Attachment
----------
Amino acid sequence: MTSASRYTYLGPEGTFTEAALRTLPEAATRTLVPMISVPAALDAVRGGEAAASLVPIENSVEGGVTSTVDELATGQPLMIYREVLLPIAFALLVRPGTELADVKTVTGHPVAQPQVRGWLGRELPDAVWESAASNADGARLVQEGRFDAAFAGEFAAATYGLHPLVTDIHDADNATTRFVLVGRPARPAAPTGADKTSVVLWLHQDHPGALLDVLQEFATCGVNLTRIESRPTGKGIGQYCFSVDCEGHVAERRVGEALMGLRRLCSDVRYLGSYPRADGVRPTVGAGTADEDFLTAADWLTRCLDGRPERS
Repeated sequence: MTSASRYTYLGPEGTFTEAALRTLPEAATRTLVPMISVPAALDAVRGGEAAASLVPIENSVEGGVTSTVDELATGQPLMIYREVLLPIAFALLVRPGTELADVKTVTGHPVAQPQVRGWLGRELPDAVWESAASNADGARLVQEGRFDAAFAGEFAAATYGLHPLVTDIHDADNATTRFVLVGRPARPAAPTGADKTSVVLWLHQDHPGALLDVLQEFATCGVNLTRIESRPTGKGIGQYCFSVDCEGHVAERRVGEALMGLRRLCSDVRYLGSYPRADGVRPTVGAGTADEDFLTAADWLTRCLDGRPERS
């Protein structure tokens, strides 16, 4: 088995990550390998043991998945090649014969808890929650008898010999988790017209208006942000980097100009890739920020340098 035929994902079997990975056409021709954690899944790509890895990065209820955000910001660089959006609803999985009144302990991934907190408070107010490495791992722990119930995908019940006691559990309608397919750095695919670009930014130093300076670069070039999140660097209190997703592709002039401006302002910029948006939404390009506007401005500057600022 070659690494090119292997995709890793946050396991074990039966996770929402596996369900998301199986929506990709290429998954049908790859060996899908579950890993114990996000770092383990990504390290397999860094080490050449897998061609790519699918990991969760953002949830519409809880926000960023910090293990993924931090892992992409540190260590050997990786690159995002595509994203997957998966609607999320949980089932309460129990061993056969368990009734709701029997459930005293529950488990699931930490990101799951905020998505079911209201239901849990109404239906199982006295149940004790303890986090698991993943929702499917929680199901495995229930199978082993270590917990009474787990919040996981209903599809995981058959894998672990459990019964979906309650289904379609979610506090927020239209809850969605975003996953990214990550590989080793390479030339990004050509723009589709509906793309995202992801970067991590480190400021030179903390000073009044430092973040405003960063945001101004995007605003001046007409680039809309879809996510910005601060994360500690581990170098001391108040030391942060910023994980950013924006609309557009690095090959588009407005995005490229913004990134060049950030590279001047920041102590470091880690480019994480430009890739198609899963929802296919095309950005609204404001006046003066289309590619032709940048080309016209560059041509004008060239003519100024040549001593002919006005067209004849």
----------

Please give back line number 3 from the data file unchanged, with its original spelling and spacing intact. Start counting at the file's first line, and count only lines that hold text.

């Protein structure tokens, strides 16, 4: 088995990550390998043991998945090649014969808890929650008898010999988790017209208006942000980097100009890739920020340098 035929994902079997990975056409021709954690899944790509890895990065209820955000910001660089959006609803999985009144302990991934907190408070107010490495791992722990119930995908019940006691559990309608397919750095695919670009930014130093300076670069070039999140660097209190997703592709002039401006302002910029948006939404390009506007401005500057600022 070659690494090119292997995709890793946050396991074990039966996770929402596996369900998301199986929506990709290429998954049908790859060996899908579950890993114990996000770092383990990504390290397999860094080490050449897998061609790519699918990991969760953002949830519409809880926000960023910090293990993924931090892992992409540190260590050997990786690159995002595509994203997957998966609607999320949980089932309460129990061993056969368990009734709701029997459930005293529950488990699931930490990101799951905020998505079911209201239901849990109404239906199982006295149940004790303890986090698991993943929702499917929680199901495995229930199978082993270590917990009474787990919040996981209903599809995981058959894998672990459990019964979906309650289904379609979610506090927020239209809850969605975003996953990214990550590989080793390479030339990004050509723009589709509906793309995202992801970067991590480190400021030179903390000073009044430092973040405003960063945001101004995007605003001046007409680039809309879809996510910005601060994360500690581990170098001391108040030391942060910023994980950013924006609309557009690095090959588009407005995005490229913004990134060049950030590279001047920041102590470091880690480019994480430009890739198609899963929802296919095309950005609204404001006046003066289309590619032709940048080309016209560059041509004008060239003519100024040549001593002919006005067209004849």